Thursday, November 17, 2016

Das Rheingold at Minnesota Opera

From the very first notes of Wagner's beautiful overture coming from the super-sized orchestra on stage of the Ordway in Minnesota Opera's production of Das Rheingold, I was IN.

The musicians had to be on stage, since they number about twenty more than can fit into the Ordway's orchestra pit. Director Brian Staufenbiel turns this necessity into a strong production design that fits the material perfectly. Hearing Wagner performed live is an experience not to be missed.

Alberich (Nathan Berg) and the Rhinemaidens
Gorgeous production photos by Cory Weaver.
The musicians are periodically behind a scrim, but always in view. When the action starts, the Rhinemaidens frolic in the "pool" of the orchestra pit, with stage fog and watery reflections projected on the scrim to set the scene. This also puts the singers front and center, and it's wonderful to hear the voices so clearly. Mary Evelyn Hangley, Alexandra Razskazoff, and Nadia Fayad sound gorgeous and move beautifully, playfully spurning the advances of the Niebelung, or dwarf, Alberich (Nathan Berg in a fantastic performance), who wants the gold the maidens guard. (The great Anna Russell calls the Rhinemaidens "a sort of aquatic Andrews Sisters" and you really must check out her recap of the opera if you haven't seen it already.)

In the underworld, where the Niebelungen live, the gold gives Alberich the power to control others, including his brother Mime, sung by Dennis Petersen, who is very watchable, resembling Andy Serkis in his almost insectlike costume, herding an adorable bunch of supernumeraries as the other dwarves.

When the story moves above ground to visit the gods in Valhalla, they appear on a high catwalk above the orchestra, placing them physically and vocally above the rest of the cast.

And the cast is outstanding. Greer Grimsby is solid and in charge, and perfectly embodies Wotan, ruler of the gods. His relationship with Katherine Goeldner's Fricka feels affectionate and intimate. Richard Cox as the demigod Loge is a solid presence in his antler-like headgear, even as we doubt his intentions. Late in the opera, the magnificent Denyce Graves emerges as Erda, Goddess of the Earth. She wears a wonderful nature-inspired costume, and I was tempted to start entrance applause for her. I only wished the role were bigger and that we could have heard more of her glorious voice.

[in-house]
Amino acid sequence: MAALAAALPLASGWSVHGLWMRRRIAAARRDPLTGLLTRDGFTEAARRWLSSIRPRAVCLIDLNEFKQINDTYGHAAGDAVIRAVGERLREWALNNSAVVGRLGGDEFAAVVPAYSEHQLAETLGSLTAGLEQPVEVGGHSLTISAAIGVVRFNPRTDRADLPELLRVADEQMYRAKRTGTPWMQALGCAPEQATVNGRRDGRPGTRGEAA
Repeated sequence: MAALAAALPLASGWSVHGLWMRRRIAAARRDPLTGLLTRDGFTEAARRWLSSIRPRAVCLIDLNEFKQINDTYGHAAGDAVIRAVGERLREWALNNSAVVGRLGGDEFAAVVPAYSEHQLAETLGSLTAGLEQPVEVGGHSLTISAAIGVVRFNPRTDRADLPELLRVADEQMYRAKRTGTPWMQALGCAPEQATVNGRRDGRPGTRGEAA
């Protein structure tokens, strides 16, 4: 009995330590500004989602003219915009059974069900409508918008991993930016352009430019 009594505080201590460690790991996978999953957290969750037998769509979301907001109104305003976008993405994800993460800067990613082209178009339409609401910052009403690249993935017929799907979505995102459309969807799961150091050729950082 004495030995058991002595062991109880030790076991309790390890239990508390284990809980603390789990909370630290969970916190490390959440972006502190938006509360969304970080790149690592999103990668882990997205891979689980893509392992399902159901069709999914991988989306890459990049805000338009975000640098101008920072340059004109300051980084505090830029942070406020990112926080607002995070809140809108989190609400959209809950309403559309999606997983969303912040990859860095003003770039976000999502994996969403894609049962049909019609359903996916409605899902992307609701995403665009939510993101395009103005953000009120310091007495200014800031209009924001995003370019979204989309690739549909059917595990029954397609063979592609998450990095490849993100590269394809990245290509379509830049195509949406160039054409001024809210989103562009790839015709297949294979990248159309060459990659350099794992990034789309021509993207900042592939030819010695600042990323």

Denyce Graves as Erda
The costumes and production design are steampunk-inspired, but not in a gimmicky way. Cameras make the giants Fasolt and Fafner (Jeremy Galyon and Julian Close, both wonderful) seem larger than life. The projections throughout are terrific and really add to the otherworldly setting.

The opera is performed as written, without an intermission, and runs two hours and 33 minutes. Surprisingly, I only saw one person leave their seat during the opera, and I'm pretty sure they were having a coughing fit. The opera's program includes a succinct synopsis and a handy family tree that traces the complicated relationships that proceed through the entire Ring cycle, of which Das Rheingold is only the first of four operas.

If this production is deemed a success, we may be fortunate enough to see the rest of the cycle in Minnesota Opera's coming seasons, and I truly hope that happens. Personally, I love Wagner's operas because of the complex mythology and the fact that things happen, unlike many operas where people just sing incessantly about love. [Editor's note: Some of us like people singing incessantly about love. ;)]

Gods and giants and dragons, oh, my!
As usual, Minnesota Opera have done a wonderful job of compiling supplementary information on the their website, including photos, costume sketches, and music.

And if you want to know even more about The Ring Cycle, check out the fab documentary Wagner's Ring, about the Metropolitan Opera's recent staging of the entire cycle. It's a fabulous look at a massive production and all of the backstage drama therein.